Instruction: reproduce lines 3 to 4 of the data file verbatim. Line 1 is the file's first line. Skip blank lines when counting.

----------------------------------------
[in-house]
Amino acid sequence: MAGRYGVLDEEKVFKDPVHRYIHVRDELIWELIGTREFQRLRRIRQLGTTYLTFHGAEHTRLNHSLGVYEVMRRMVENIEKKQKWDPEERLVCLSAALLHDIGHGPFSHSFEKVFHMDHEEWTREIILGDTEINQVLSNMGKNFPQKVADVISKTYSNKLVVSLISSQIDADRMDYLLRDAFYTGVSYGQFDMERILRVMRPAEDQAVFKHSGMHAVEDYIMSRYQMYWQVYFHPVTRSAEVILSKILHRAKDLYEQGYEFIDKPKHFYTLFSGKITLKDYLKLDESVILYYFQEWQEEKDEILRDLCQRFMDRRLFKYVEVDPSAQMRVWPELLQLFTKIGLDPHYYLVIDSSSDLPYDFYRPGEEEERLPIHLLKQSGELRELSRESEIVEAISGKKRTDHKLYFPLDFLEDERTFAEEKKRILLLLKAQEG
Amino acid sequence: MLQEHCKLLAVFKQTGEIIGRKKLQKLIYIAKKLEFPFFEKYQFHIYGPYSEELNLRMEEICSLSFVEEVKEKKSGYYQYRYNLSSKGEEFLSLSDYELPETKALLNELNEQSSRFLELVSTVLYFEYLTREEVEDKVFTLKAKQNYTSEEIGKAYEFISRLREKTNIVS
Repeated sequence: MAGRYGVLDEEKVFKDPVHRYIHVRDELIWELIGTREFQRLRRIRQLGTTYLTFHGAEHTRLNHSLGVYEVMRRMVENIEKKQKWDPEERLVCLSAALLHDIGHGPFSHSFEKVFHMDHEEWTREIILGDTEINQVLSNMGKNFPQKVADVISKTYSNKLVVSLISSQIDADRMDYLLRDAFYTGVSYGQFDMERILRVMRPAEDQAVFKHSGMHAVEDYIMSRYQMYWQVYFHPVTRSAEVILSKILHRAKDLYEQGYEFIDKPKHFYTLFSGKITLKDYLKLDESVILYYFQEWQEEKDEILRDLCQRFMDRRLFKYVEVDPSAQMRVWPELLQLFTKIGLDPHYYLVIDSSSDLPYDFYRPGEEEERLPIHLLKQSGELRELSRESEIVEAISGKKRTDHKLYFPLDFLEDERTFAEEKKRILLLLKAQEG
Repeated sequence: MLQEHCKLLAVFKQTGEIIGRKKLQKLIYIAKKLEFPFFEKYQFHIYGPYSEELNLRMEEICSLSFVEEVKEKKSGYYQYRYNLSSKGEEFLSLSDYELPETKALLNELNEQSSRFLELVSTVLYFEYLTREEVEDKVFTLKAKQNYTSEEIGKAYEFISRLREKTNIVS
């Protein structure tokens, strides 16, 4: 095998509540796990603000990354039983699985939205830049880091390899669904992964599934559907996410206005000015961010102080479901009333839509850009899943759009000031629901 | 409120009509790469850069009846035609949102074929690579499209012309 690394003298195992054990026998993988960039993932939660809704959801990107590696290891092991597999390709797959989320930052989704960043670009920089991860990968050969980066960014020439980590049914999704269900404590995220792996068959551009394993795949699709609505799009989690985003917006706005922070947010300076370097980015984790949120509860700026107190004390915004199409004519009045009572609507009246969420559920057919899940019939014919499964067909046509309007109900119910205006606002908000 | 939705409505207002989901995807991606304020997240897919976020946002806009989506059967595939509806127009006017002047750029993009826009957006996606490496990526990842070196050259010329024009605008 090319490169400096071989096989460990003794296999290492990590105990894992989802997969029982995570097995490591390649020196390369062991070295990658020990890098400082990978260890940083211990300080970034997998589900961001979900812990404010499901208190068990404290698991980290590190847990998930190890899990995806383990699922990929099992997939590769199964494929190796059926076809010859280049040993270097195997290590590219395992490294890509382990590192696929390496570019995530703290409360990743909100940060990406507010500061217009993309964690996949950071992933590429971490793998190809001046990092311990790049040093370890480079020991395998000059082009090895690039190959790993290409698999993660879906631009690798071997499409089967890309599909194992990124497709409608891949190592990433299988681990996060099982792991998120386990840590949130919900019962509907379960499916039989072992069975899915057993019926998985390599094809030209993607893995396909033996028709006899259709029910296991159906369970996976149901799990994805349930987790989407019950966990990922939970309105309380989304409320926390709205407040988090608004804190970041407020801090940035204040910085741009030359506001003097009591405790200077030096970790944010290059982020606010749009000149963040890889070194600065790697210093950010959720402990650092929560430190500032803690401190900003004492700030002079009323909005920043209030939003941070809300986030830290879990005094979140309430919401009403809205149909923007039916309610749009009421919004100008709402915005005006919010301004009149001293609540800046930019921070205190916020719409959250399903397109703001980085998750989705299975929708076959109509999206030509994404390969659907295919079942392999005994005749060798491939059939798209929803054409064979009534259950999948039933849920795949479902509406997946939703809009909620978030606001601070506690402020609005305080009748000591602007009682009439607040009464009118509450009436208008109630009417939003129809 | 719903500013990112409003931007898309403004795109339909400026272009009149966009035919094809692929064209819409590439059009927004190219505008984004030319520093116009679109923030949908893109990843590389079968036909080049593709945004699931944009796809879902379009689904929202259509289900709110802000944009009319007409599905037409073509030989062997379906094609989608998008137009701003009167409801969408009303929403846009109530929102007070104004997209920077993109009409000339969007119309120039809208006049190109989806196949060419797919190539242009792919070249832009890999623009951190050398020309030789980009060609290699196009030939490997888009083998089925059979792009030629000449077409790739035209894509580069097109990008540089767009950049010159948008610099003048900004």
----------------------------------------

Amino acid sequence: MLQEHCKLLAVFKQTGEIIGRKKLQKLIYIAKKLEFPFFEKYQFHIYGPYSEELNLRMEEICSLSFVEEVKEKKSGYYQYRYNLSSKGEEFLSLSDYELPETKALLNELNEQSSRFLELVSTVLYFEYLTREEVEDKVFTLKAKQNYTSEEIGKAYEFISRLREKTNIVS
Repeated sequence: MAGRYGVLDEEKVFKDPVHRYIHVRDELIWELIGTREFQRLRRIRQLGTTYLTFHGAEHTRLNHSLGVYEVMRRMVENIEKKQKWDPEERLVCLSAALLHDIGHGPFSHSFEKVFHMDHEEWTREIILGDTEINQVLSNMGKNFPQKVADVISKTYSNKLVVSLISSQIDADRMDYLLRDAFYTGVSYGQFDMERILRVMRPAEDQAVFKHSGMHAVEDYIMSRYQMYWQVYFHPVTRSAEVILSKILHRAKDLYEQGYEFIDKPKHFYTLFSGKITLKDYLKLDESVILYYFQEWQEEKDEILRDLCQRFMDRRLFKYVEVDPSAQMRVWPELLQLFTKIGLDPHYYLVIDSSSDLPYDFYRPGEEEERLPIHLLKQSGELRELSRESEIVEAISGKKRTDHKLYFPLDFLEDERTFAEEKKRILLLLKAQEG